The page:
Skip to content. | Skip to navigation

Personal tools

Sections

Tutelles

logo Inserm      logo cnrslogo ENSL       logo ucb1

You are here: Home / Teams / Vanhems P - PHE3ID / Actualités / A breath of humanity in the era of Covid-19 vaccine

A breath of humanity in the era of Covid-19 vaccine

P. Vanhems

Team Public Health, Epidemiology and Evolutionnary Ecology of Infectious Diseases (PHE3ID), Centre International de Recherche en Infectiologie (CIRI), Lyon, France

Inserm, F-CRIN, Réseau Innovative Clinical Research in Vaccinology (I-REIVAC), Paris, France; Hôpital Edouard Herriot, Lyon, France.

Service d'Hygiène, Épidémiologie, Infectiovigilance et Prévention, Hospices Civils de Lyon, Lyon, France

 

Controlling the Covid-19 pandemic is a challenge during which solid collaboration is required between universities, hospitals, research centers, startups, public agencies and pharmaceutical companies – in particular, those involved in vaccine production. The challenges are huge for research, care and public health. The recent proposal by Sanofi to produce the Pfizer Covid-19 vaccine is an encouraging sign . Beyond interactions between large entities, individual commitments must be underscored and are perhaps not reported enough.

An 80-year-old patient hospitalized for Covid-19 in March 2020 was recruited in a prospective cohort study at Lyon University Hospitals for immune response monitoring at 6 and 12 months after onset. After the 6-month consultation and a positive result regarding the presence of Covid-19 antibodies in the blood, I received the following message: “Dear Dr V., Could you please explain to me the significance of this positive test and if I will be protected against Covid-19 in the future? If that is the case, I could postpone my vaccination and offer my vaccine to someone else who is not protected.”

More than a strong commitment of solidarity and altruism toward other individuals, this moment was a moment of hope for humanity during a busy day. Such exchange boosts the motivation of healthcare professionals and confirms the central position of the patient vis-à-vis his or her own care as well as that of others. Similarly, for blood  or organ donors , the Covid-19 pandemic is also a unique opportunity during which personal qualities could emerge. Moreover, the subject of the discussion on human kindness was a temporary interlude to dealing with the never-ending technical aspects of clinical research. Indeed, this exchange was beneficial to everyone involved.

In the case of our patient previously hospitalized for a severe Covid-19 in spring 2020, vaccine hesitancy was not a problem  and the issue went further. Acceptance of the vaccine had been acquired, but self-questioning pushed our patient to estimate that a fellow patient with a higher risk of infection would be more likely to gain from his vaccine. This issue is different from accepting to be vaccinated to increase herd immunity. For example, Bell et al. reported that in the UK, definitive or toward-yes acceptance of the Covid-19 vaccine for parents and their children was greater than 80%  and 24% of the participants argued that the reasons for accepting the vaccine was to protect others. However, protection for others by offering one's own vaccine to an anonymous individual has been less discussed. However it is possible that pandemic-associated acts of kindness could well be time-dependent determinants according to the natural history of Covid-19, worldwide access to vaccines and vaccine effectiveness.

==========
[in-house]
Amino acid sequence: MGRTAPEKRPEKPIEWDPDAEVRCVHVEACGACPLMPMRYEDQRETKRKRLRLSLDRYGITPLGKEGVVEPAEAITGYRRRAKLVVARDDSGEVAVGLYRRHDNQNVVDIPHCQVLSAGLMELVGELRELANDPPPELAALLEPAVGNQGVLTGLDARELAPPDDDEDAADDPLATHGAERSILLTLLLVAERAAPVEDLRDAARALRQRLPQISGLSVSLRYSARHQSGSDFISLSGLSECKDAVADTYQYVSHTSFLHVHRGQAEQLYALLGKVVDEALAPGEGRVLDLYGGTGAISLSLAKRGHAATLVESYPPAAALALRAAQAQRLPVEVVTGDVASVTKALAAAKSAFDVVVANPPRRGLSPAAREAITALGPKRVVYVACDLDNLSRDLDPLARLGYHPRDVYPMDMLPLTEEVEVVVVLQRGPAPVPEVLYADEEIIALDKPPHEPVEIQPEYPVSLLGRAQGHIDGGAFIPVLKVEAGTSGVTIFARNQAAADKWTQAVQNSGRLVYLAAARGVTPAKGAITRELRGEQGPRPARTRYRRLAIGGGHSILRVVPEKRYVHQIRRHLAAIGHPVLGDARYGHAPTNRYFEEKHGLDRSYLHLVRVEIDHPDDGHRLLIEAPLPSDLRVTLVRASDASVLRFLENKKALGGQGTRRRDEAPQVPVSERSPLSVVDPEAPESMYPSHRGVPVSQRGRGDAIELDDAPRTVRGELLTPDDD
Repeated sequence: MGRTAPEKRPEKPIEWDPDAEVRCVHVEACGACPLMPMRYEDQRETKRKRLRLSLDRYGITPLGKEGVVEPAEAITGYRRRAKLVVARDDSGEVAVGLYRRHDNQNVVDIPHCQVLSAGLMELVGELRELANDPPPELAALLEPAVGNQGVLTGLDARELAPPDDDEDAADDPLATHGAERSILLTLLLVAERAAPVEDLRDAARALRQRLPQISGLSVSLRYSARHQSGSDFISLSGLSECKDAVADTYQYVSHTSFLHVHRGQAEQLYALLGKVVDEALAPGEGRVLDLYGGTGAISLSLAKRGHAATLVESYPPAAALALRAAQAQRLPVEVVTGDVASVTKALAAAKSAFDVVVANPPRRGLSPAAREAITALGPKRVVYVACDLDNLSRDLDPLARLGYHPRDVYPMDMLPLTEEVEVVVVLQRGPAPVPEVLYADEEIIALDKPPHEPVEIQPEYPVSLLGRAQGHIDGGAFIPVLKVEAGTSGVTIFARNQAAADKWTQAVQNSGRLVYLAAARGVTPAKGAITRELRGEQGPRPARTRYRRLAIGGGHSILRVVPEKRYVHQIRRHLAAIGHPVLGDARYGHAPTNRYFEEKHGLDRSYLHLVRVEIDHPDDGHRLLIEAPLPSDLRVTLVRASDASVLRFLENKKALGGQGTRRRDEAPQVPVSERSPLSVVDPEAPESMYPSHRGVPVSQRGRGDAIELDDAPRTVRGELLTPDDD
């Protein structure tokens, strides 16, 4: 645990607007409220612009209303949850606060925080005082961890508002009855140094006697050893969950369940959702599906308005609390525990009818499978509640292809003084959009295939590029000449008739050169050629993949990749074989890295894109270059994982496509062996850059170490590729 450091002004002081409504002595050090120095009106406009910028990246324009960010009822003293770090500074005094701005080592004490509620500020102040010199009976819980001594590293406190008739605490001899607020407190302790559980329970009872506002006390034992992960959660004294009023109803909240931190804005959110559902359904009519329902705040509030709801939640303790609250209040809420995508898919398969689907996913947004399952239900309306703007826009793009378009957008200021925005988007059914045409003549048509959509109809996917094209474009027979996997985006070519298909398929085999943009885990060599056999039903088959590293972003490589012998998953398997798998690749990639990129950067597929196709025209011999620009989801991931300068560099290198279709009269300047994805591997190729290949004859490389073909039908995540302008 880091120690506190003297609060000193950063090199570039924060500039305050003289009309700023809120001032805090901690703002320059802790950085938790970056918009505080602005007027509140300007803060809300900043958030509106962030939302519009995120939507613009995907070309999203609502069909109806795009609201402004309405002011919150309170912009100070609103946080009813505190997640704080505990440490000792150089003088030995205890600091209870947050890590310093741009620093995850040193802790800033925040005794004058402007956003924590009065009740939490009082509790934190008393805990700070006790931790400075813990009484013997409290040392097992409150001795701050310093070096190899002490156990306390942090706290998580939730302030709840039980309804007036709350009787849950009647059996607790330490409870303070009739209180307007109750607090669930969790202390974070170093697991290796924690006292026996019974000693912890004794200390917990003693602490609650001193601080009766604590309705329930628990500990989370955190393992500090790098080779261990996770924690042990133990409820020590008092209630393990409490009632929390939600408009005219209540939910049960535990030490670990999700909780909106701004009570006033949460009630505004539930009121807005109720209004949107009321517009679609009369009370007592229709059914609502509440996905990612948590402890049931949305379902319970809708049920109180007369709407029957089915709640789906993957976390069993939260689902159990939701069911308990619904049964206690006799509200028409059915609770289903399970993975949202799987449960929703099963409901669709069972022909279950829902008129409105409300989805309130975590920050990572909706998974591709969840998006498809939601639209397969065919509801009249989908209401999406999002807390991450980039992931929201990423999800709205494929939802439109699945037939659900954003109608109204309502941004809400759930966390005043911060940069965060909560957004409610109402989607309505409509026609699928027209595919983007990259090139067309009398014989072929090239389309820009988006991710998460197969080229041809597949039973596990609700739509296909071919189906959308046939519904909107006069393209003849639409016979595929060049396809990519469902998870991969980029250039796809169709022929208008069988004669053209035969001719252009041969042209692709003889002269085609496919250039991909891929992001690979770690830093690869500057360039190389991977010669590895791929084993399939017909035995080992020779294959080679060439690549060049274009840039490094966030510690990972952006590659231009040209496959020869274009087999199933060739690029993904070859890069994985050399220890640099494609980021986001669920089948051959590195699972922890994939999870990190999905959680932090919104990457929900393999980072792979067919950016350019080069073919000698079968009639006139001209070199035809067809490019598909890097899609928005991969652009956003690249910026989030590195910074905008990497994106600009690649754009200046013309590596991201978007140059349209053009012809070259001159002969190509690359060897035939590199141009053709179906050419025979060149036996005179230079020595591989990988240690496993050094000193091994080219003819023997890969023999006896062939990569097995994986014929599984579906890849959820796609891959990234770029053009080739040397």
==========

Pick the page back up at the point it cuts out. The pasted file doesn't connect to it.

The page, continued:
In the context of a transmissible disease, both individual behavior and public health measures, including vaccine, will contribute to controlling the disease. The essence of this letter is to acknowledge all of the patients who agree to be part of clinical studies and their personal commitment to help fight the Covid-19 outbreak.

 

2. Ferguson E., Hill A., Lam M., Reynolds C., Davison K., Lawrence C. A typology of blood donor motivations. Transfusion. 2020;60(9):2010–2020.
3. Rosenbaum L. Altruism in extremis – The evolving ethics of organ donation. N Engl J Med. 
4. Ruiz J.B., Bell R.A. Predictors of intention to vaccinate against COVID-19: Results of a nationwide survey. Vaccine. 2021;39(7):1080–1086. doi: 10.1016/j.vaccine.2021.01.010. Epub 2021 Jan 9. PMID: 33461833; PMCID:PMC7794597. 
5. Bell S., Clarke R., Mounier-Jack S., Walker J.L., Paterson P. Parents' and guardians' views on the acceptability of a future COVID-19 vaccine: A multi- methods study in England. Vaccine. 2020;38(49):7789–7798. doi: 10.1016/j.vaccine.2020.10.027. Epub 2020 Oct 19. PMID: 33109389; PMCID: PMC7569401. 

Letter published in  2021 Jun 23; 39(28): 3649.